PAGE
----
How Many Valence Electrons Does Boron (B) Have? [Valency of Boron]

How Many Valence Electrons Does Boron (B) Have? [Valency of Boron]

Boron, a chemical element with the symbol B and atomic number 5, is a low-abundance element found in the solar system. It is a non-metallic element with a black-brown appearance. It has mainly two naturally occurring and stable isotopes which are 11B (80.1%), and 10B (19.9%).

Borax (Na2[BO5(OH)4].8H2O), orthoboric acid (H3BO3), diborane (B2H6), Boron trifluoride (BF3), Borane (BH3) are some of the common compounds of boron. Boron normally does not react with air at room temperature, but at higher temperatures, it started burning and forms boron trioxide.

4 B + 3 O2 → 2 B2O3

You are here to know valence electrons of a boron atom, aren’t you? Don’t worry along with boron valence electrons we will explain its valency also. But before that let’s have some basic ideas about what these two terms are:

Difference Between Valence Electrons and Valency

Valence electrons are the total number of electrons present in the outermost shell of an atom (i.e. in outermost orbital). The valence electrons for a neutral atom is always definite, it cannot be varied (more or less) in any condition for a particular atom and may or may not be equal to its valency.

boron valence electrons

Valency is defined as the total number of electrons an atom can lose, gain, or share at the time of bond formation to get a stable electronic configuration i.e. to complete an octet. The valency of an atom can be variable in different compounds or chemical reactions due to the different bonding circumstances. Most of the time valency varies/changes due to change in oxidation and reduction states.

Boron (B) Valence Electrons

There are four simple steps to find out the valence electrons for boron atom which are:

Step 1: Find the Atomic Number

boron valence electrons

To find out the atomic number of boron, we can use the periodic table. With the help of the periodic table, we can easily see that the atomic number of boron is 5. As its atomic number is 5, it has five protons, and for neutral boron, the number of protons are always equal to the number of electrons i.e. has five electrons in its nucleus.

Step 2: Write Electron Configuration

boron valence electrons

Electron configuration is the arrangement of electrons on the orbitals. The boron atom has a total of five electrons so, we have to put 5 electrons in orbitals. The electrons will be placed in different orbitals according to the energy level: [1s, 2s, 2p, 3s, 3p, 4s, 3d, 4p, 5s, 4d, 5p, 6s, 4f, 5d, 6p, 7s, 5f]. Now,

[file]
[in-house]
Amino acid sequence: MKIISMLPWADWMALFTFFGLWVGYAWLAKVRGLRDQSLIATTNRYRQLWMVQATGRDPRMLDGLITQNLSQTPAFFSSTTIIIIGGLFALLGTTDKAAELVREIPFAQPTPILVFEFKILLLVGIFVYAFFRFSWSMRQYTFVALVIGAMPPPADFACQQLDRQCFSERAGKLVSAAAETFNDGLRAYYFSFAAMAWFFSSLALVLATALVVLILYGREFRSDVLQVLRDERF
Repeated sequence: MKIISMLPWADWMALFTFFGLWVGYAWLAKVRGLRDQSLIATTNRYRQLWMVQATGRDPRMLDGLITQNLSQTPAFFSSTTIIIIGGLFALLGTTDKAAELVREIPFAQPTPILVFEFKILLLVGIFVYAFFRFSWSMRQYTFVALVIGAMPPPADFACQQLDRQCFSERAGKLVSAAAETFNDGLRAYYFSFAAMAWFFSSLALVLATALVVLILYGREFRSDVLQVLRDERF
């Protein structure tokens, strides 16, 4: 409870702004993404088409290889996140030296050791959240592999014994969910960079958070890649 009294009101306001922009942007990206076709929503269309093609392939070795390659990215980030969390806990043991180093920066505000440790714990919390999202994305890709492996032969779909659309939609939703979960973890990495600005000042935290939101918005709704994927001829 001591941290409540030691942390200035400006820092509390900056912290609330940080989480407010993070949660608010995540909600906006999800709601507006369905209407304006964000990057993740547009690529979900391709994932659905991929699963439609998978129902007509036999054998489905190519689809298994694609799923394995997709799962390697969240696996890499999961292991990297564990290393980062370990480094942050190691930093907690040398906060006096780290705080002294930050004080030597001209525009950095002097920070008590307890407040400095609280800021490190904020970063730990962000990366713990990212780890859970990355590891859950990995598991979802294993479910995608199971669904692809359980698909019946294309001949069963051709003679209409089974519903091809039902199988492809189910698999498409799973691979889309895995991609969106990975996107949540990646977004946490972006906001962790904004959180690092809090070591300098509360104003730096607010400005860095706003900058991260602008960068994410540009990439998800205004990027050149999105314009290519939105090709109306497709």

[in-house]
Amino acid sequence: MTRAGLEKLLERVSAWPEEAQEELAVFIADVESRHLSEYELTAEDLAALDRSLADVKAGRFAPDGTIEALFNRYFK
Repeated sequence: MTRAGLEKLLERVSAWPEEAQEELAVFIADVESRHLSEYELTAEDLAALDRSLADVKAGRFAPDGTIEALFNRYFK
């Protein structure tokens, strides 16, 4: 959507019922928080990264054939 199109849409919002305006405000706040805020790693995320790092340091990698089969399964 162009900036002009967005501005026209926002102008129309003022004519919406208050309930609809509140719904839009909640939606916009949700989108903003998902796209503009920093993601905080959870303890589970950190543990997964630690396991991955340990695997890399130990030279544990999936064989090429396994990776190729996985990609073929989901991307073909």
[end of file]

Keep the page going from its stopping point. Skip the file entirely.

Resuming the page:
Boron electron configuration B (5) =  1s22s22p1 (complete configuration).

[He] 2s22p1 (condensed configuration).

Step3: Determine Valence Shell

As we know, the valence shell of an atom can be found from the highest number of principle quantum numbers which are expressed in the term of n, and in [He] 2s22p1, the highest value of n is 2 so that the valence shell of B is 2s22p1.

Step 4: Find Valence Electrons

The total number of electrons present in the valence shell of an atom are called valence electrons, and there are three electrons present in the valence shell of boron (2s22p1). Thus, the boron has three valence electrons.

Valency of Boron (B)

There are many different ways to find out the valency of an atom which reflects the ability of an atom to bond with other atoms. Valence describes how easily an atom or a free radical can combine with other chemical species. The valency of an atom is determined based on the number of electrons lost, gained, or shared with another atom at the time of bond formation.

An atom is said to be stable when its outermost shells have eight electrons (except H & He). If the total number of electrons in outermost shells is between one to four, the atom has positive valency and if electrons are between four to eight, the valency is calculated by subtracting from eight and valency will be zero. Atoms having four outermost electrons possess both positive and negative valency, and atoms having eight outermost electrons, valency will be zero (i.e. noble gases).

Elements like boron can reach the stable state (nearest inert gas configuration) by losing 3 outermost electrons or by getting 5 electrons. So that the valency of boron (B) is 3.

Note: Boron has both +3 & -3 valency states. If it loses three electrons to reach a stable state i.e. He, its valency will be +3. But if it gains five electrons to reach a stable state i.e. Ne, its valency will be -3 as explained above.

As we know boron is a non-metallic element so that is an electromotive and for electromotive elements losing an electron is not a good option. This is the reason why boron has -3 valency most of the time.

We can also find the valency of boron with the help of the periodic table. As boron belongs to group IIIa along with aluminum, gallium, indium, thallium, and nihonium. And these all elements possess a valency state of three.

Boron is better known as metalloid as it can show characteristics of both metals and nonmetals. When boron reacts with high electropositive atoms like sodium or potassium, it acts as a non-metal. But when it reacts with lower electronegative atoms like fluorine, it behaves like metal and forms BF3 (Boron trifluoride).

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